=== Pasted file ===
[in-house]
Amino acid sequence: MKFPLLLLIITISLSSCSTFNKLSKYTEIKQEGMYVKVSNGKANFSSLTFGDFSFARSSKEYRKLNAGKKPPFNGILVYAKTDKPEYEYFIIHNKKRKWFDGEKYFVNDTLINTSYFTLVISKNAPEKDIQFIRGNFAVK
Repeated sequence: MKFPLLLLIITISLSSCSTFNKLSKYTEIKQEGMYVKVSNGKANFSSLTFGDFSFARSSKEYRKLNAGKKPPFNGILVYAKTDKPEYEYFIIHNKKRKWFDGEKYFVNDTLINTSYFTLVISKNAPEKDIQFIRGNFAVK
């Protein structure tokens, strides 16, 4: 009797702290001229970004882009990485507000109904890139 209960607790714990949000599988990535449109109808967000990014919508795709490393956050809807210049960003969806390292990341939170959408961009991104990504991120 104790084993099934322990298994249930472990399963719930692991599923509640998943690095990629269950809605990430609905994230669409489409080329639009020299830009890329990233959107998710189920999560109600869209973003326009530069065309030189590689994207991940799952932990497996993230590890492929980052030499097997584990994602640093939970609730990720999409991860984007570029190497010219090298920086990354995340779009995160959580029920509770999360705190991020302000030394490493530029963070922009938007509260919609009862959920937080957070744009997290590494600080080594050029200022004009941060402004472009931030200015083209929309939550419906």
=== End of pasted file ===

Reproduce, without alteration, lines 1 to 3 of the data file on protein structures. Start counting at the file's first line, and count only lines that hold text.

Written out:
[in-house]
Amino acid sequence: MKFPLLLLIITISLSSCSTFNKLSKYTEIKQEGMYVKVSNGKANFSSLTFGDFSFARSSKEYRKLNAGKKPPFNGILVYAKTDKPEYEYFIIHNKKRKWFDGEKYFVNDTLINTSYFTLVISKNAPEKDIQFIRGNFAVK
Repeated sequence: MKFPLLLLIITISLSSCSTFNKLSKYTEIKQEGMYVKVSNGKANFSSLTFGDFSFARSSKEYRKLNAGKKPPFNGILVYAKTDKPEYEYFIIHNKKRKWFDGEKYFVNDTLINTSYFTLVISKNAPEKDIQFIRGNFAVK